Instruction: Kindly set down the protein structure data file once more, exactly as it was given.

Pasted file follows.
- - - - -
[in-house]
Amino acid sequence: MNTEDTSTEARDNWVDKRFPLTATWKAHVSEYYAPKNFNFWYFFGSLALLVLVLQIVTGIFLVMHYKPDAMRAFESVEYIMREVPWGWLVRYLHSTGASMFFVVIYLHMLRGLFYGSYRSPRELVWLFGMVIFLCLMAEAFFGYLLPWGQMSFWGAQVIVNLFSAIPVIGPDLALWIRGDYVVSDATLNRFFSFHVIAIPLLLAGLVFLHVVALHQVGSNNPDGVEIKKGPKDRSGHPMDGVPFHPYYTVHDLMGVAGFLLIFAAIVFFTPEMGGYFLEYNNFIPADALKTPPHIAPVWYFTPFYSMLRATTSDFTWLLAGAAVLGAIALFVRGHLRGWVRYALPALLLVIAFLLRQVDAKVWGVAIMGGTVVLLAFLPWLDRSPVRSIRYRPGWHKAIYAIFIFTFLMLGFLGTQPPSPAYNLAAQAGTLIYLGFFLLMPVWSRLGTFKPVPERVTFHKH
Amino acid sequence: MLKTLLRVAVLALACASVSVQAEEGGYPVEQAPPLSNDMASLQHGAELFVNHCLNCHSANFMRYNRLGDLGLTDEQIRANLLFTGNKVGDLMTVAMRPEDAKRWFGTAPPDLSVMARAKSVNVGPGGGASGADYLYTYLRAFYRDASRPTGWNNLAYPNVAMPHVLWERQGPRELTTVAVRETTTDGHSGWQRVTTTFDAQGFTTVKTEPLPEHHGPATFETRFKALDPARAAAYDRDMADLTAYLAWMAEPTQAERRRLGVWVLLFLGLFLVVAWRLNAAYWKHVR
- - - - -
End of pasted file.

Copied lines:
[in-house]
Amino acid sequence: MNTEDTSTEARDNWVDKRFPLTATWKAHVSEYYAPKNFNFWYFFGSLALLVLVLQIVTGIFLVMHYKPDAMRAFESVEYIMREVPWGWLVRYLHSTGASMFFVVIYLHMLRGLFYGSYRSPRELVWLFGMVIFLCLMAEAFFGYLLPWGQMSFWGAQVIVNLFSAIPVIGPDLALWIRGDYVVSDATLNRFFSFHVIAIPLLLAGLVFLHVVALHQVGSNNPDGVEIKKGPKDRSGHPMDGVPFHPYYTVHDLMGVAGFLLIFAAIVFFTPEMGGYFLEYNNFIPADALKTPPHIAPVWYFTPFYSMLRATTSDFTWLLAGAAVLGAIALFVRGHLRGWVRYALPALLLVIAFLLRQVDAKVWGVAIMGGTVVLLAFLPWLDRSPVRSIRYRPGWHKAIYAIFIFTFLMLGFLGTQPPSPAYNLAAQAGTLIYLGFFLLMPVWSRLGTFKPVPERVTFHKH
Amino acid sequence: MLKTLLRVAVLALACASVSVQAEEGGYPVEQAPPLSNDMASLQHGAELFVNHCLNCHSANFMRYNRLGDLGLTDEQIRANLLFTGNKVGDLMTVAMRPEDAKRWFGTAPPDLSVMARAKSVNVGPGGGASGADYLYTYLRAFYRDASRPTGWNNLAYPNVAMPHVLWERQGPRELTTVAVRETTTDGHSGWQRVTTTFDAQGFTTVKTEPLPEHHGPATFETRFKALDPARAAAYDRDMADLTAYLAWMAEPTQAERRRLGVWVLLFLGLFLVVAWRLNAAYWKHVR